Baldwin and Winslow truly get how social change happens. What they also get - because they've lived it - is the developmental journey that system leaders must go through to become effective at this work. This is a journey that's both inward and outward-facing - and one that typically advances through the use of powerful tools that support system leadership.

As a collective impact practitioner, what other capabilities and tools have you found to be helpful in catalyzing collective leadership? What advice do you have for other Collective Impact Forum members who are attempting to develop their system leadership skills? We look forward to hearing from you.

*Note: while this story is true, I've changed the issue here to protect anonymity. 

This article was originally posted on the Collective Impact Forum

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Aussie Girl © lucyluiA Bold Plan for the Future of Children in Australia
[By: Seri Renkin]

In 2011, on the eve of their 125 year anniversary, the board of GordonCare, a child protection and welfare agency in Melbourne, Australia, asked themselves "have we done enough to improve the futures of the children in our care?"

Tackling the causes of child abuse and neglect is a complex problem. The GordonCare board agreed new models that worked with communities and families beyond traditional organizational and sector boundaries, were required. "If it takes a village to raise a child, what does it take to build the capacity of communities to take responsibility for their own future? We talk all the time about collaboration to address social issues. The reality is it's rarely properly resourced for a common agenda for success.

It was decided that seed capital was needed to fund an effective demonstration of collective impact in Australia to reduce childhood vulnerability. This decision in 2012 resulted in the wind up of the service delivery business of GordonCare and the initiation of a catalytic philanthropy fund called the ten20 Foundation. ten20's purpose is to reduce vulnerability in children between ages of pre-birth to 8, by funding and supporting collective impact efforts that solve complex social problems in communities.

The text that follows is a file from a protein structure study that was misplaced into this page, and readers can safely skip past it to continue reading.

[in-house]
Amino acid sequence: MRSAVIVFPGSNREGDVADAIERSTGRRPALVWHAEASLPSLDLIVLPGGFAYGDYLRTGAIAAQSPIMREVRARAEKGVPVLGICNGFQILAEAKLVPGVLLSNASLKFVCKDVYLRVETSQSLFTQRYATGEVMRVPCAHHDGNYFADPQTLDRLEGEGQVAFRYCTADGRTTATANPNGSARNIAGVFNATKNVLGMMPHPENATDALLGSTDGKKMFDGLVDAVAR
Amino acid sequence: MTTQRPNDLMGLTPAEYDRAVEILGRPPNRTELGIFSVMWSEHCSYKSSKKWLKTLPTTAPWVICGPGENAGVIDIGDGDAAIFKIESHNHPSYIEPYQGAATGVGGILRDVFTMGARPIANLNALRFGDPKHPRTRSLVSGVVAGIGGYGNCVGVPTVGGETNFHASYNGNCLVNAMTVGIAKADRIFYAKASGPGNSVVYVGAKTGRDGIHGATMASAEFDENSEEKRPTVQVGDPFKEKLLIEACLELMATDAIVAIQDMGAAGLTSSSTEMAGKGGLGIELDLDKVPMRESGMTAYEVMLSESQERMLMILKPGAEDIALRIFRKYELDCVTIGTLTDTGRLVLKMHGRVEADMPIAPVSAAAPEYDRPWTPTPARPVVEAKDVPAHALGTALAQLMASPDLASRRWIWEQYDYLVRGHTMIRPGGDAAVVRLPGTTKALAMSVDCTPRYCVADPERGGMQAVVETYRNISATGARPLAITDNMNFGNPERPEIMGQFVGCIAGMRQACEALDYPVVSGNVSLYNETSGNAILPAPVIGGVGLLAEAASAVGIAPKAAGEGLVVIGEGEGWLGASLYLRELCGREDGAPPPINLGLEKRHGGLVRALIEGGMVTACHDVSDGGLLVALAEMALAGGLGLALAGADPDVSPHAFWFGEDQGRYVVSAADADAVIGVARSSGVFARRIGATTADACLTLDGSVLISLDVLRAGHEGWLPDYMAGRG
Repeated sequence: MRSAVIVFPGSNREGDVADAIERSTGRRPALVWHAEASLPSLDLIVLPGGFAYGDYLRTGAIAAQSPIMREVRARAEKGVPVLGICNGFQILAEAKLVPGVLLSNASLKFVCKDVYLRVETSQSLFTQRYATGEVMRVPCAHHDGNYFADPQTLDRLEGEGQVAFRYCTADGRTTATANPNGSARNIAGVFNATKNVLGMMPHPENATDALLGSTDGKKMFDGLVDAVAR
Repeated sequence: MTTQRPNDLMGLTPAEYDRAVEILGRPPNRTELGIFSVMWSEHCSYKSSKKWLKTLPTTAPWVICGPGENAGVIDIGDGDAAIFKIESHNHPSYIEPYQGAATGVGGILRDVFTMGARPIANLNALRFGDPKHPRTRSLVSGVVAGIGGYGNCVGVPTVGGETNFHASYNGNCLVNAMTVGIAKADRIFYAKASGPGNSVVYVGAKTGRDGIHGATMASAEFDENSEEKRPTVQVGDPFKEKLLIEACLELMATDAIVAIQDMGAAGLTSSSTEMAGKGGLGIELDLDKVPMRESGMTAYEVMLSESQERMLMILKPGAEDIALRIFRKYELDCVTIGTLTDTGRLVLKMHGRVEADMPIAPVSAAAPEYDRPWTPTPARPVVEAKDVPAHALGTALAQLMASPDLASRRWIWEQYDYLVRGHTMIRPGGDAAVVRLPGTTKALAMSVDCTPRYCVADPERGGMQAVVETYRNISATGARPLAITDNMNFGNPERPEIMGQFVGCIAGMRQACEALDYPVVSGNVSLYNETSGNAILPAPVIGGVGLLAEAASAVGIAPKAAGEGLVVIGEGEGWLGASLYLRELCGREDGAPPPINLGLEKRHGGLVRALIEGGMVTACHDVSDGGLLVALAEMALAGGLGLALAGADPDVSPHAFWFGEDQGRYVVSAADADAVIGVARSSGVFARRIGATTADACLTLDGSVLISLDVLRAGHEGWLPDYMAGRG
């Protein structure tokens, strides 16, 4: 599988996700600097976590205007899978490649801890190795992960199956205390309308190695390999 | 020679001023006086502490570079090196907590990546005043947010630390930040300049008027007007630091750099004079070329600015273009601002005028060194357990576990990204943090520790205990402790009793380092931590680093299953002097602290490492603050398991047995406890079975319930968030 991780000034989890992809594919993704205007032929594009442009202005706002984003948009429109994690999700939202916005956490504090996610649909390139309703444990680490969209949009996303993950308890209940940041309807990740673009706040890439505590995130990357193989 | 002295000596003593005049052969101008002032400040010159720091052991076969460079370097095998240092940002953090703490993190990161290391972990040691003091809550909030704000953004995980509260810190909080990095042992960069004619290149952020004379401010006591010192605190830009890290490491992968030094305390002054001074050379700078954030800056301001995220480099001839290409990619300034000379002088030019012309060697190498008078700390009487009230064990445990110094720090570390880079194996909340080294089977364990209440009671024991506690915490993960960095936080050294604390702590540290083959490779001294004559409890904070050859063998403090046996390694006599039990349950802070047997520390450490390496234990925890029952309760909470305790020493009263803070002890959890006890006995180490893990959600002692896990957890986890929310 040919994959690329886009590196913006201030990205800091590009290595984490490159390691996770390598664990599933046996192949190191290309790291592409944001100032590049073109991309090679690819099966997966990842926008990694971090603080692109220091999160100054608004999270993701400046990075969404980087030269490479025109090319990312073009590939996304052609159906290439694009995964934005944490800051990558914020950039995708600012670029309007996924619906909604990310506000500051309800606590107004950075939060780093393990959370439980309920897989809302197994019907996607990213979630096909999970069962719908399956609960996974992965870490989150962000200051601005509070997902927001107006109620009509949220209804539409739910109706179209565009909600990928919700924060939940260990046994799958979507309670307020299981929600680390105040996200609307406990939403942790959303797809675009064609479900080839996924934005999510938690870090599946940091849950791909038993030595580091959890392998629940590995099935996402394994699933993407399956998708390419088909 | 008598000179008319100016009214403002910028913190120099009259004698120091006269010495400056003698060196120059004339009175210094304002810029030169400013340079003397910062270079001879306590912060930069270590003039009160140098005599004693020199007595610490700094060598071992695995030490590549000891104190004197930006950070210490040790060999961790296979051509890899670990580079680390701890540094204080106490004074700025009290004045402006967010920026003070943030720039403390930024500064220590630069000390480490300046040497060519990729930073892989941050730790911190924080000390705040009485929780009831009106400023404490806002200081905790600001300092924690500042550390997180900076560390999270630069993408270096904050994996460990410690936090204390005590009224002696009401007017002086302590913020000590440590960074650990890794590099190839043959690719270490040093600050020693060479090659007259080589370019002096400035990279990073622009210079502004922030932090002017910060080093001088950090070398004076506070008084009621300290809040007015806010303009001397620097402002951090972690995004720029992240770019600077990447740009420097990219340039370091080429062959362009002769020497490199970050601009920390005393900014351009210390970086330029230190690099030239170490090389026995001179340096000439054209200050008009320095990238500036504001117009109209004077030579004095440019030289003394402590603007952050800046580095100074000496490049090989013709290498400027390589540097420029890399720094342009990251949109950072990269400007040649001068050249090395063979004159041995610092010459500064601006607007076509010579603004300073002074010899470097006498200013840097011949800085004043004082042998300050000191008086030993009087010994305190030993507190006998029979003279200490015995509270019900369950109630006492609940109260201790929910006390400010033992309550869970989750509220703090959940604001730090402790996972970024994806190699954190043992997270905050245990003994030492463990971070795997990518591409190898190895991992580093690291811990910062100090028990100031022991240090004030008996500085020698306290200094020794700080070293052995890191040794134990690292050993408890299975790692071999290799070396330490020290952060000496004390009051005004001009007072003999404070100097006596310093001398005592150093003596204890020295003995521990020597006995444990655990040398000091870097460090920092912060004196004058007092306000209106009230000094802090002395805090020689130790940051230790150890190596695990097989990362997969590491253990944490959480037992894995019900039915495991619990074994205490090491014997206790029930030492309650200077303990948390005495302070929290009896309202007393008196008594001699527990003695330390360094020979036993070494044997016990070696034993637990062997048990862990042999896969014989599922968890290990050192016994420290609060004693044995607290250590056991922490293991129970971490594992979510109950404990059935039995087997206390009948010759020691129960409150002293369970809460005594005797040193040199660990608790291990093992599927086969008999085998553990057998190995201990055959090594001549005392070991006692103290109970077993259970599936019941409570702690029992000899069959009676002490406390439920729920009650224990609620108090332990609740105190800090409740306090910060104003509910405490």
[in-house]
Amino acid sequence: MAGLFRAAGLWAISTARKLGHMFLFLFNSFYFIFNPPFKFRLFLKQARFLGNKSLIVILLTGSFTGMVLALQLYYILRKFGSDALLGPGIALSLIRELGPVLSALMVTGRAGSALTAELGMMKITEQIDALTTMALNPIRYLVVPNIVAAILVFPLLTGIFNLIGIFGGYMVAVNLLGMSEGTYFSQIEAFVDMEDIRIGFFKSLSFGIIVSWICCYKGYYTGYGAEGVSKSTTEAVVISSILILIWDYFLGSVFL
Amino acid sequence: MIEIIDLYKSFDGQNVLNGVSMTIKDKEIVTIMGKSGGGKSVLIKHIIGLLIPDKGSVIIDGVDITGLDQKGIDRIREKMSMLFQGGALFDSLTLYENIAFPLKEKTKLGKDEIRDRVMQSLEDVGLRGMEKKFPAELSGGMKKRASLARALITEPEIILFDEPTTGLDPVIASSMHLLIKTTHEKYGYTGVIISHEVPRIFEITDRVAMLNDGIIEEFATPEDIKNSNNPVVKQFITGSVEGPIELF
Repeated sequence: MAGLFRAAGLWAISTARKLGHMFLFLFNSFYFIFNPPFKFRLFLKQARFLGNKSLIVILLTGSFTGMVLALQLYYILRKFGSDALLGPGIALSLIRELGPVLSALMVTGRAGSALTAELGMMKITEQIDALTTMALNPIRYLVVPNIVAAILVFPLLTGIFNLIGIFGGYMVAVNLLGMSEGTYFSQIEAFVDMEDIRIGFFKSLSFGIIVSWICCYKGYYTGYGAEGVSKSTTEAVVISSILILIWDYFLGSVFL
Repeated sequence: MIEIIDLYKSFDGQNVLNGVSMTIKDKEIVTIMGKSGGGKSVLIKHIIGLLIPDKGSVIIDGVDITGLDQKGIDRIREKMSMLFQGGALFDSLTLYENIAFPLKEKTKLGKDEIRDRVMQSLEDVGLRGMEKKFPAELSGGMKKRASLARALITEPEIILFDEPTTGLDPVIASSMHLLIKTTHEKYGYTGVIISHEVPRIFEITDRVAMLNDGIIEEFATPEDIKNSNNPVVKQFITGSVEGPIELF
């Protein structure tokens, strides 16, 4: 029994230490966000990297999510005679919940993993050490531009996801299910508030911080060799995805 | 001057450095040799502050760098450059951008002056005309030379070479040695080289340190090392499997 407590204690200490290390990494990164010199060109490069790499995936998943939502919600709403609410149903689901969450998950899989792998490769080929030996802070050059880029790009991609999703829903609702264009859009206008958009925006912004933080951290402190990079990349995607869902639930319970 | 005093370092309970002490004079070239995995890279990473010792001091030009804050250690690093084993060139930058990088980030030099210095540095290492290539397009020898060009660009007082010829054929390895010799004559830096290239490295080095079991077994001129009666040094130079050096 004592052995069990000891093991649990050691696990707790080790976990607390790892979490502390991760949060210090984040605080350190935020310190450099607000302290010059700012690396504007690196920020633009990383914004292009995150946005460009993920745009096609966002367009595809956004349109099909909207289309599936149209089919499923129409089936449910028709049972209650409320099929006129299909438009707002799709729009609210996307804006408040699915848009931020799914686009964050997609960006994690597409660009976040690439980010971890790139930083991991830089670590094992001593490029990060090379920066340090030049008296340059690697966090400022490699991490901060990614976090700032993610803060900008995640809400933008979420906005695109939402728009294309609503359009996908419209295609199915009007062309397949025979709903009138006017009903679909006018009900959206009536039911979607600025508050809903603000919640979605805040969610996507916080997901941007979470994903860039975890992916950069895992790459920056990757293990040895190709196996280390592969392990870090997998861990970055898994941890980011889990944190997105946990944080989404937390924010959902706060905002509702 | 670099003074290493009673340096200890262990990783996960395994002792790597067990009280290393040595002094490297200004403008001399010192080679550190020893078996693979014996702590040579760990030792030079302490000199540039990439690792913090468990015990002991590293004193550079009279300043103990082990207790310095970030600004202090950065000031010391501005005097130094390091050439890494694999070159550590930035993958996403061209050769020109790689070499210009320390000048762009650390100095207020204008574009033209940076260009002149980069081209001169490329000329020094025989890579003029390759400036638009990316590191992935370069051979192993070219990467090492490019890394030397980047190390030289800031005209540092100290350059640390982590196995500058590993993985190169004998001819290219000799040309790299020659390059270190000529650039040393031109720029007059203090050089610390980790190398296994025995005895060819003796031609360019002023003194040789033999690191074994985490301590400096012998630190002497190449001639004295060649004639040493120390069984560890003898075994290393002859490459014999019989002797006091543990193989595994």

Specifically, ten20 provides funds and brokers resources and coaching for local community collaborations. In addition, over the last 12 months, ten20 has undertaken a co-design process across Australia to determine what is required to build the capacity and evidence base that supports greater alignment for early childhood place-based efforts. In doing this, ten20 recognises that, working alone, they will not achieve the goal they have set. There is a need for significant early stage funds and capacity-building support, different skillsets and alignment of different parts of the system. ten20 also observed there was great risk of duplication of some of this work.

This understanding led ten20 to convene the intent for a strategic initiative called Opportunity Child. Opportunity Child is a national collaboration that builds capacity, learning, performance outcomes and advocacy with communities to accelerate progress towards greater place-based, early childhood results and systems reform. Opportunity Child enables ten20 to leverage and scale the impact of its own funding and strategic contribution with that of other key collaborators.

Opportunity Child collaborators share the bold goal of reducing Australia's child vulnerability from 22% to 15% over the next ten years, with an aspiration goal that 65,000 vulnerable children are ready to learn and thrive. Key stakeholders include: business; government; community; philanthropy; non-profits; research; and, advocacy organizations, as well as children and families.

It is early days and we are on a learning journey. Collective Impact is capturing the interest of many stakeholders and there are significant risks for how we build the capacity in communities for learning and continuous improvement. The challenges include: a lack of seed funding; fragmented exploration; no easy formula for creation, reliability & scale; stakeholder fatigue; and, most importantly, a lack of local capacity deems the goals of Opportunity Child as ambitious (often code for high risk!)

ten20 acknowledges these roadblocks, Our board and team have asked ourselves constantly as we adapt our strategy, do we accept the challenges that arise when attempting to support place based, collective impact efforts to solve our community's complex issues around early childhood vulnerability? And if the whole system must change its: mindsets, structures, processes and accountably to adapt to new ways of working together, what is the role of the funder? What changes do funders have to make to align their support to the collective impact effort and make a difference? Do we believe that we can responsibly demonstrate how this might be done keeping the community aspirations and voice at the centre of our work?